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Inkster B, Simmons A, Cole J, Schoof E, Linding R, Nichols T, Muglia P, Saemann P, McGuffin P, Fu C, Zai G, Miskowiak K, Matthews P, Nicodemus Ket al., 2017, GSK3 beta: A PLAUSIBLE MEDIATOR OF HIPPOCAMPAL CHANGE INDUCED BY ERYTHROPOIETIN TREATMENT IN DEPRESSION, 23rd Annual World Congress of Psychiatric Genetics (WCPG), Publisher: ELSEVIER SCIENCE BV, Pages: S214-S214, ISSN: 0924-977X

CONFERENCE PAPER

Cole JH, 2017, Neuroimaging-derived brain-age: an ageing biomarker?, AGING-US, Vol: 9, Pages: 1861-1862, ISSN: 1945-4589

JOURNAL ARTICLE

Cole JH, Poudel RPK, Tsagkrasoulis D, Caan MWA, Steves C, Spector TD, Montana Get al., 2017, Predicting brain age with deep learning from raw imaging data results in a reliable and heritable biomarker., NeuroImage, Vol: 163, Pages: 115-124, ISSN: 1053-8119

Machine learning analysis of neuroimaging data can accurately predict chronological age in healthy people. Deviations from healthy brain ageing have been associated with cognitive impairment and disease. Here we sought to further establish the credentials of 'brain-predicted age' as a biomarker of individual differences in the brain ageing process, using a predictive modelling approach based on deep learning, and specifically convolutional neural networks (CNN), and applied to both pre-processed and raw T1-weighted MRI data. Firstly, we aimed to demonstrate the accuracy of CNN brain-predicted age using a large dataset of healthy adults (N = 2001). Next, we sought to establish the heritability of brain-predicted age using a sample of monozygotic and dizygotic female twins (N = 62). Thirdly, we examined the test-retest and multi-centre reliability of brain-predicted age using two samples (within-scanner N = 20; between-scanner N = 11). CNN brain-predicted ages were generated and compared to a Gaussian Process Regression (GPR) approach, on all datasets. Input data were grey matter (GM) or white matter (WM) volumetric maps generated by Statistical Parametric Mapping (SPM) or raw data. CNN accurately predicted chronological age using GM (correlation between brain-predicted age and chronological age r = 0.96, mean absolute error [MAE] = 4.16 years) and raw (r = 0.94, MAE = 4.65 years) data. This was comparable to GPR brain-predicted age using GM data (r = 0.95, MAE = 4.66 years). Brain-predicted age was a heritable phenotype for all models and input data (h(2) ≥ 0.5). Brain-predicted age showed high test-retest reliability (intraclass correlation coefficient [ICC] = 0.90-0.99). Multi-centre reliability was more variable within high ICCs for GM (0.83-0.96) and poor-moderate levels for WM and raw data (0.51-0.77). Brain-predicted age represents an accur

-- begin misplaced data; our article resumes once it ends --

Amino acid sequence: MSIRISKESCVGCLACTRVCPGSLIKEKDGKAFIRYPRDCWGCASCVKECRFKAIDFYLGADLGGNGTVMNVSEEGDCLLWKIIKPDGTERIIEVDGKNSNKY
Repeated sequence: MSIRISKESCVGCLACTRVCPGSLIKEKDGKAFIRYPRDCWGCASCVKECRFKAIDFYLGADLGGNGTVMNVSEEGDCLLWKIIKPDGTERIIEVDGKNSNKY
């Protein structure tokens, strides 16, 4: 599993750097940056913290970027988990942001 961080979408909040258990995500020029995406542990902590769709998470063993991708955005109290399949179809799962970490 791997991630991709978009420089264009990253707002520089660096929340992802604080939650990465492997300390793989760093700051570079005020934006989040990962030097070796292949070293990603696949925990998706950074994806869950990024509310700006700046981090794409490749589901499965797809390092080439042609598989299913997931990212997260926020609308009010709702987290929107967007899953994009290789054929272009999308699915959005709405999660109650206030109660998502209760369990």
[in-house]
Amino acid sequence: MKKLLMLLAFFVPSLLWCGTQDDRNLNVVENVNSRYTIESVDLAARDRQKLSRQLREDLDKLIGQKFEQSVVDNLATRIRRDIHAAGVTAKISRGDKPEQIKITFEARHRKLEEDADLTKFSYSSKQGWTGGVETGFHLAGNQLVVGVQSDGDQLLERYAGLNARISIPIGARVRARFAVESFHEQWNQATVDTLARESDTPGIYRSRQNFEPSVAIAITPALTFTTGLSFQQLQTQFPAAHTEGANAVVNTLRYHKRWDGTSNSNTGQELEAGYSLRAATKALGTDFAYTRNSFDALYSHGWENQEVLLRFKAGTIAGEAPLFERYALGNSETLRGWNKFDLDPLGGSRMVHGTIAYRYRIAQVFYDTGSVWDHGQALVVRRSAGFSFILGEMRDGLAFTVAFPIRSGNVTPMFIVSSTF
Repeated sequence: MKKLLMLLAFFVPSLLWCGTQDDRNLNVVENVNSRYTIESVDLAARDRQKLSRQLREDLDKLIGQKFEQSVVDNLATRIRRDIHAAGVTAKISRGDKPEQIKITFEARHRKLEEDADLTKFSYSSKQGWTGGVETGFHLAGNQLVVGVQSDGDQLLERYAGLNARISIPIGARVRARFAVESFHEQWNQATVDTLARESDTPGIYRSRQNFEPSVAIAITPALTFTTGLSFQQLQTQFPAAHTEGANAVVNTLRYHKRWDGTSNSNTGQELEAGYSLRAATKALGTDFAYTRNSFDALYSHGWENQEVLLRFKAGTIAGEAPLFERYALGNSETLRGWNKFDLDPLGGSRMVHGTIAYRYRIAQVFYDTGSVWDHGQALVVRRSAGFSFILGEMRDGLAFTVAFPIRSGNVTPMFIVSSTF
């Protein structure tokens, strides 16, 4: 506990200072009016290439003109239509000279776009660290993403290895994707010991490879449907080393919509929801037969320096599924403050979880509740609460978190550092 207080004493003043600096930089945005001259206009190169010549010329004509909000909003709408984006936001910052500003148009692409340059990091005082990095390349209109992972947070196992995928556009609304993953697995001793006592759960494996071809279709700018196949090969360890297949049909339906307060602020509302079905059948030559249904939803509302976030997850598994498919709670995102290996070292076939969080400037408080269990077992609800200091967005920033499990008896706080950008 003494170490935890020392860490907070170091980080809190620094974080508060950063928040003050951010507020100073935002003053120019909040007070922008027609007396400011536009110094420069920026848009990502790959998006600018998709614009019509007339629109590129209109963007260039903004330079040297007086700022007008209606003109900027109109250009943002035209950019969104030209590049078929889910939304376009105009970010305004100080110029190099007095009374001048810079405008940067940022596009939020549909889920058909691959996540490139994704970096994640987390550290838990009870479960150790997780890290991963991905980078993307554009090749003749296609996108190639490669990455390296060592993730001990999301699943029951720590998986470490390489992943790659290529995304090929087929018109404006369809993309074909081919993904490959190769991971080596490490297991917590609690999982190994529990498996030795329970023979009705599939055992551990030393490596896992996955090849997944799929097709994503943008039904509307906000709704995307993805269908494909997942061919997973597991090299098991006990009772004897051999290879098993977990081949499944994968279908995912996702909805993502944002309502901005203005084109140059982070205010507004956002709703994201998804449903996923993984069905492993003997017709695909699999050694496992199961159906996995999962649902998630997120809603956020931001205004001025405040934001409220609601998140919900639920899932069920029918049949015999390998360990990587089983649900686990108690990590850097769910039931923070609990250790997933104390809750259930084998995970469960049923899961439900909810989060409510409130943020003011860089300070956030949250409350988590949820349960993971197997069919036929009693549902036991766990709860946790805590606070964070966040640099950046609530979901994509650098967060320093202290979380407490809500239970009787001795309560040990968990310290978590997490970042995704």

JOURNAL ARTICLE

Feeney C, Sharp DJ, Hellyer PJ, Jolly AE, Cole JH, Scott G, Baxter D, Jilka S, Ross E, Ham TE, Jenkins PO, Li LM, Gorgoraptis N, Midwinter M, Goldstone APet al., 2017, Serum IGF-I levels are associated with improved white matter recovery after TBI., Annals of Neurology, Vol: 82, Pages: 30-43, ISSN: 0364-5134

OBJECTIVE: Traumatic brain injury (TBI) is a common disabling condition with limited treatment options. Diffusion tensor imaging (DTI) measures recovery of axonal injury in white matter (WM) tracts after TBI. Growth hormone deficiency (GHD) after TBI may impair axonal and neuropsychological recovery, and serum IGF-I may mediate this effect. We conducted a longitudinal study to determine the effects of baseline serum IGF-I concentrations on WM tract and neuropsychological recovery after TBI. METHODS: Thirty-nine adults after TBI (84.6% male; age median 30.5y; 87.2% moderate-severe; time since TBI median 16.3 months, n=4 with GHD) were scanned twice, 13.3 months (12.1-14.9) apart, and 35 healthy controls scanned once. Symptom and quality of life questionnaires and cognitive assessments were completed at both visits (n=33). Our main outcome measure was fractional anisotropy (FA), a measure of WM tract integrity, in a priori regions of interest: splenium of corpus callosum (SPCC), and posterior limb of internal capsule (PLIC). RESULTS: At baseline, FA was reduced in many WM tracts including SPCC and PLIC following TBI compared to controls, indicating axonal injury, with longitudinal increases indicating axonal recovery. There was a significantly greater increase in SPCC FA over time in patients with serum IGF-I above vs. below the median-for-age. Only the higher IGF-I group had significant improvements in immediate verbal memory recall over time. INTERPRETATION: WM recovery and memory improvements after TBI were greater in patients with higher serum IGF-I at baseline. These findings suggest that GH/IGF-I system may be a potential therapeutic target following TBI. This article is protected by copyright. All rights reserved.

JOURNAL ARTICLE

Cole JH, Ritchie SJ, Bastin ME, Valdes Hernandez MC, Munoz Maniega S, Royle N, Corely J, Pattie A, Harris SE, Zhang Q, Wray N, Redmond P, Marioni RE, Starr JM, Cox SR, Wardlaw JM, Sharp DJ, Deary IJet al., 2017, Brain age predicts mortality, Molecular Psychiatry, Vol: 23, Pages: 1385-1392, ISSN: 1476-5578